Attitudes Toward Codes of Ethics: the Effects of Corporate Misconduct

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Attitudes Toward Codes of Ethics: The Effects of Corporate Misconduct by Spero C. Peppas Abstract Recent news of corporate misconduct at Arthur Andersen, Enron, WorldCom, etc., has focused attention on ethics in business. Government, business, educational institutions, as well as professional organisations have had to rethink ways of addressing this issue. This article presents the findings of a study of attitudes toward business codes of ethics. The attitudes of Master’s-level US business students at two different points in time, before and after recent reports of corporate misconduct, are compared to see what changes had occurred, to see whether these changes were linked to the disclosures of unethical corporate conduct, and to examine whether taking a course in ethics had an effect on attitudes. Introduction The mention of “Arthur Andersen”, “Enron”, and “WorldCom”, names that once led to conversations about success and global business savvy, now conjures up images of greed and unethical behaviour. The scandals surrounding these companies, along with a pervading perception of a lack of ethics on the part of business leaders, have had a direct effect on businesses’ ability to compete, create jobs, and help pull the US economy out of its economic slump (Hollinger, 2002). Despite the recent attention directed toward the unethical behaviour of the leaders of these companies, the issue of business ethics, a phrase called by some an oxymoron (Rutland, 2002), is not new. Businesses, professional organisations, as well as many universities have, for many years, attempted to address the issue of ethics in business. The stance of many academicians has been that these types of questionable behaviours begin even before individuals are forced to make “realworld” business decisions. That is, students used to seeing unethical behaviour on the part of many role models, no longer show a disinclination toward cheating and academic dishonesty (Kidwell, 2001). Universities have approached this issue, and have attempted to promote ethical behaviour in business, by requiring business students to take a course in ethics or by including ethics as a part of other courses. In fact, AACSB International (1998), a prestigious accrediting body for schools of business, requires that the institutions it accredits address the issue of ethics in at least one of these two methods. The approach of many professional associations, on the other hand, has been to create a code of ethical standards for individuals working in that field. In July 2002, as a direct result of the Enron debacle, the Sarbanes-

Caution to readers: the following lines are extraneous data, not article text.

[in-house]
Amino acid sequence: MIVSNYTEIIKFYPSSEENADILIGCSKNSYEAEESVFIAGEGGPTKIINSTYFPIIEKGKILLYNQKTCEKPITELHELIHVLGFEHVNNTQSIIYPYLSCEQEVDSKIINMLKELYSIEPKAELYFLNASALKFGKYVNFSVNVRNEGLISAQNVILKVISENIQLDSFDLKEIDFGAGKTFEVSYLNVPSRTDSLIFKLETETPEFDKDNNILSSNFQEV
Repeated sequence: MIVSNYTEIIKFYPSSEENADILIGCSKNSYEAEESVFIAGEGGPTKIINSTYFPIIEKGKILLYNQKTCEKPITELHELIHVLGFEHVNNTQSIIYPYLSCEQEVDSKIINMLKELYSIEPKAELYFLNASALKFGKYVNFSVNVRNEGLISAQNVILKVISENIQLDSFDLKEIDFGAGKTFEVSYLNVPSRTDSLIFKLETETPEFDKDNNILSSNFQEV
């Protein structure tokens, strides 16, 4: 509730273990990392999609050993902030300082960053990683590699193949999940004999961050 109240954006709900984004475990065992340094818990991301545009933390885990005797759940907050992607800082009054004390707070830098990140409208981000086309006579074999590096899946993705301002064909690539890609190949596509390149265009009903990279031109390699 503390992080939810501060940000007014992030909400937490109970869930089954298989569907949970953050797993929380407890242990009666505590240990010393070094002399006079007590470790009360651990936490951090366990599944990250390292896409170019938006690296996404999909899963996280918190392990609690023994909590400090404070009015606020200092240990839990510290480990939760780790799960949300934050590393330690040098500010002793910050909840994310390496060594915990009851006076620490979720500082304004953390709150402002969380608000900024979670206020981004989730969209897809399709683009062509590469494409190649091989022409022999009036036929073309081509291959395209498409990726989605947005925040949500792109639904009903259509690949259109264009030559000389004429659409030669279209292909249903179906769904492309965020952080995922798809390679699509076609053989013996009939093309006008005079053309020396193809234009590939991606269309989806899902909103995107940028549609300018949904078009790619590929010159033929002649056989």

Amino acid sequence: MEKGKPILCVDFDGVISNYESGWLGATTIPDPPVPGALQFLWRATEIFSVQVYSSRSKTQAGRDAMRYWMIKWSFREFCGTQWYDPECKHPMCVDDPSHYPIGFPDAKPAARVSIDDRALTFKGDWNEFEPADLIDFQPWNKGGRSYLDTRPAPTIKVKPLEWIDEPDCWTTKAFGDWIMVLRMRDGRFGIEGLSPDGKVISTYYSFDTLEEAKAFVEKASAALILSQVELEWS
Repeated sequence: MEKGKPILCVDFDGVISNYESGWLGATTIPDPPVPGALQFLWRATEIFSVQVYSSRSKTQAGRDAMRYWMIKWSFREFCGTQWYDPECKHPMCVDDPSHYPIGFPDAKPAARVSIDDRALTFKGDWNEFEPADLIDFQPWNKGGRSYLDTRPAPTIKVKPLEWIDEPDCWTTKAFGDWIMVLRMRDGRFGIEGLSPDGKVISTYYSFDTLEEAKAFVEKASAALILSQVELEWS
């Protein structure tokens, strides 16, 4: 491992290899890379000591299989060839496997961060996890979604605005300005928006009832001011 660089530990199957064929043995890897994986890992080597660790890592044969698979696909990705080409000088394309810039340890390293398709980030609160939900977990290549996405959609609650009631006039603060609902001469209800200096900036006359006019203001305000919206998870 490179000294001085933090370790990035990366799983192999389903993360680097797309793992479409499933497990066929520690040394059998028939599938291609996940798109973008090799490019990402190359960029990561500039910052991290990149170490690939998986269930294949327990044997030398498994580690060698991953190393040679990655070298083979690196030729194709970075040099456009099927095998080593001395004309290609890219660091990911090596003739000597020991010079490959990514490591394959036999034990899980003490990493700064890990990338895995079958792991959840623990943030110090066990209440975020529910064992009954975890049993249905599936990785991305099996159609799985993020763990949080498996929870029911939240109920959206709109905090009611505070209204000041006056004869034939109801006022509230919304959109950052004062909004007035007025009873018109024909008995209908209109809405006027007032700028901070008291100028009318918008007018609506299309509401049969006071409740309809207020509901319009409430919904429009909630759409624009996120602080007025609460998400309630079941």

Biographical Note
Spero Peppas,

Ph.D., is Professor of International Business and Director of the Center for International Business Relations at Mercer University in Atlanta, Georgia, USA. He has taught in the US and Europe where he has received numerous teaching awards. He has served as Marketing Specialist for the United Nations and the ILO as well as for the governments of Senegal and Benin in developing small and medium-sized businesses. His research and consulting focus on international marketing and management issues.

Volume 26 Number 6 2003

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Attitudes Toward Codes of Ethics

Oxley Act went into effect in the US as a legal impediment to corporate misconduct (Livingston and Braunschweig, 2002). This law requires that companies have a specialised code of ethics for financial officers. While the law is aimed at public companies, it sends a “corporate reform” message to all companies to establish or reassess their organisations’ codes of ethics (Hollinger, 2002). For this top-down directive to be effective, however, those working in organisations must buy into the notion that codes are worthwhile. Significance and Objective This study examines attitudes toward codes of ethics, both before and after news reports of recent corporate misconduct, of two groups of US Master’s-level business students enrolled in evening university programmes...
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